The Story of Gucci

As a young man Guccio Gucci spent time working in luxury hotels in both London and Paris. He began to take note of the quality of the luggage that people brought with them when they came to stay in these hotels and found that he couldn’t help but be impressed with what he saw. Upon his return to his native Florence he set up his own fine leather goods shop in 1920. In this shop he used the exceptional quality of materials and skill that his city was so famed for to produce products of incredibly high quality.

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In time Guccio Gucci expanded his empire to open additional shops in Florence as well as new stores in Milan and Rome. He was helped in his endeavour by his three sons Aldo, Vasco and Rodolfo who encouraged their father to increase the range of products that each store carried to include silks and signature knitwear. These combined perfectly with the high quality leather goods such as luggage, hand bags, shoes and the ornamented loafers that the brand was becoming so well known for. World War II brought with it many shortages and Gucci were forced to produce their hand bags from canvas rather than the leather they usually used. These new canvas hand bags were just as well made and were the first outing of the signature logo of the double Gs that is so well known today.

In 1953 Aldo and Rodolfo Gucci decided to expand the company even further and opened offices in New York. They were soon noticed by the Hollywood stars that were then often photographed modelling the clothing and leather goods that Gucci were fast becoming famous for. This prompted many people to travel to Florence to visit the flag ship store and in the 1950s and 60s the city was the place to see and be seen, especially if you happened to be sporting an item of Gucci clothing or accessories at the time.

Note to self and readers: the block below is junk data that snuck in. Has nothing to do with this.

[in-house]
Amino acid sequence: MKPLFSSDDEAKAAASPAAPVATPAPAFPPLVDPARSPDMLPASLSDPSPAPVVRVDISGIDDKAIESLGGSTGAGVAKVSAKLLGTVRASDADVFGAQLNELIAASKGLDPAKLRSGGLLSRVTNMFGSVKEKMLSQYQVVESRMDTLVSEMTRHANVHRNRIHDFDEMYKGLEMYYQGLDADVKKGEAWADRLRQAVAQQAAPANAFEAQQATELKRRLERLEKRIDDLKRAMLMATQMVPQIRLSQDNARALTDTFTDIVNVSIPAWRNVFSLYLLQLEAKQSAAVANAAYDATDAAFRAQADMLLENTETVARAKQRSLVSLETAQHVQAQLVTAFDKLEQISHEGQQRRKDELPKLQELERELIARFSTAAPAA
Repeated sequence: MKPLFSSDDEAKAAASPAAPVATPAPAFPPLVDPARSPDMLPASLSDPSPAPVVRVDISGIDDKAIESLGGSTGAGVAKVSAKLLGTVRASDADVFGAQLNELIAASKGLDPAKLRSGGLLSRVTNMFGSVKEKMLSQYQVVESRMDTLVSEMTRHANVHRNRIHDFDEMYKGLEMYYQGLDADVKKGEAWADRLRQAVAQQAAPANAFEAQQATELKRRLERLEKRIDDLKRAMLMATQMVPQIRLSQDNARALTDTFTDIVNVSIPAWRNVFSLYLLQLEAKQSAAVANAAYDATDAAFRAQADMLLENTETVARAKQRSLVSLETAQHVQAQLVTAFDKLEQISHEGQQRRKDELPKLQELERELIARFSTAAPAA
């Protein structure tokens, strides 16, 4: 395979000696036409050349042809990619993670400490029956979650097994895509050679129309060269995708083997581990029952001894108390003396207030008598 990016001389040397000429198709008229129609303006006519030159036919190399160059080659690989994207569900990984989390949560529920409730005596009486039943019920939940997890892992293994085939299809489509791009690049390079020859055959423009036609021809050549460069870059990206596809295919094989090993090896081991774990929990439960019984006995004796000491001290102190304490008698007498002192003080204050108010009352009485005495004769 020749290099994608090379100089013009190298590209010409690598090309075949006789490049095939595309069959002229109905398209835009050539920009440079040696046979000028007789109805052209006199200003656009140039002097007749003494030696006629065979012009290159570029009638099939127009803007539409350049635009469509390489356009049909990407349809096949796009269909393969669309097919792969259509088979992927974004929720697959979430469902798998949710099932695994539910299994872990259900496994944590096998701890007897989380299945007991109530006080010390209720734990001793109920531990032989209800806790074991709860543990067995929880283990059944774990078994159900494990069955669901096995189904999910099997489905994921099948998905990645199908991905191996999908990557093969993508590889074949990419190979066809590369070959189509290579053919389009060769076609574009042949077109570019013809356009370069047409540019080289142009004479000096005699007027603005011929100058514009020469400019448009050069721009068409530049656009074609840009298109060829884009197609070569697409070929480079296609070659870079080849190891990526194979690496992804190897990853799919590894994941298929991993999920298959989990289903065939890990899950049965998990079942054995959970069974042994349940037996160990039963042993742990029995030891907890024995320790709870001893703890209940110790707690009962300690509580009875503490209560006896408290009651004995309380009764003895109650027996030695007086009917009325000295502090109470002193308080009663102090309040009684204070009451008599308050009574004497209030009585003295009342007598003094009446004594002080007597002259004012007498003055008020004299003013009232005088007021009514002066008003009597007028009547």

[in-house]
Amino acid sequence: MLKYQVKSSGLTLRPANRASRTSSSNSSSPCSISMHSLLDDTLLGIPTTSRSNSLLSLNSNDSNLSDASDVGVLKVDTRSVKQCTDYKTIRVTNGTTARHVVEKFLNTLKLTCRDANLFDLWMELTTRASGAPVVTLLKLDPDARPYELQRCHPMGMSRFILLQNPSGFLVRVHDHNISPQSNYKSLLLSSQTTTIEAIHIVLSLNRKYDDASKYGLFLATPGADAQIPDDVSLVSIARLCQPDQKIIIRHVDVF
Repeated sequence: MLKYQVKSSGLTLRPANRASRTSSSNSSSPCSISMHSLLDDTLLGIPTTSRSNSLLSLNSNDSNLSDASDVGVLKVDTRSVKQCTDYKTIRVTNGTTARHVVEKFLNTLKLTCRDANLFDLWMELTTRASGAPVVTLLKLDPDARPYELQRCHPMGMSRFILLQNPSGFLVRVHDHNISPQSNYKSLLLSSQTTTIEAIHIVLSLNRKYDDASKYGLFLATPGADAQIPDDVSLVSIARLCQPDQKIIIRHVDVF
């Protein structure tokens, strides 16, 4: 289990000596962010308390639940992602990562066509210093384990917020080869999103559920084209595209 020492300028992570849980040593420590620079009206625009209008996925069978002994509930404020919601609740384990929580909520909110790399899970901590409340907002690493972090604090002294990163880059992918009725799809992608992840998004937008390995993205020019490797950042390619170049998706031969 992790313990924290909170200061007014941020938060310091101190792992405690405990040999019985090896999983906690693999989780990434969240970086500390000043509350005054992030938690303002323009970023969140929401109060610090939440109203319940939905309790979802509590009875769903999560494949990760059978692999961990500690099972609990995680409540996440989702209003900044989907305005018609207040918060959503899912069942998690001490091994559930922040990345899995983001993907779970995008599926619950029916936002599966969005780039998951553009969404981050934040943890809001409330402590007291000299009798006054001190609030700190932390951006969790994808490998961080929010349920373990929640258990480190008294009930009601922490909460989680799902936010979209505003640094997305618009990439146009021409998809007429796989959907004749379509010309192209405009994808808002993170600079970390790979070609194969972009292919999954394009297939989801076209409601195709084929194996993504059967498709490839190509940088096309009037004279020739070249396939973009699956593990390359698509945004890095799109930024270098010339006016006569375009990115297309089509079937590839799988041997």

This prosperity continued throughout the 1970s and the clothing and accessories were constantly updated and improved with many more lines being introduced and sold quicker than they could be produced. However in the 1980s the Gucci fashion house was hit with family disputes that ended up having devastating consequences.

After Rodolfo Gucci died in 1983, his son named Maurizio took over as president and proceeded to sack his Uncle Aldo who later went on to spend time in jail for tax evasion. However Maurizio was ineffective as president of the Gucci fashion house and in 1988 he was forced to sell the company to Investcorp to save it. Maurizio held on to some stock, but decided to sell his remaining holdings in 1993 thereby ending the involvement of the Gucci family in the famous fashion house.

Today the Gucci fashion house has stores all over the world and the name is synonymous with style and sophistication. They have kept as many of the original ideals of the founder Guccio Gucci as possible and still produce goods made from the best materials to the highest specifications. Their lines have increased to include clothing for men, women and children. As well as the luggage, handbags and shoes that are still incredibly sought after their accessories now include iconic sunglasses and jewelry that are the favorite of many celebrities and film stars. Gucci has earned its place in history and will be around for many years to come.

Teresa Jens loves fashion in all its forms and she shares everything she finds interesting on her blog. She is currently located in Denmark where she works at an optician store, where they sell Gucci sunglasses (in Denmark they use the term Gucci solbriller).

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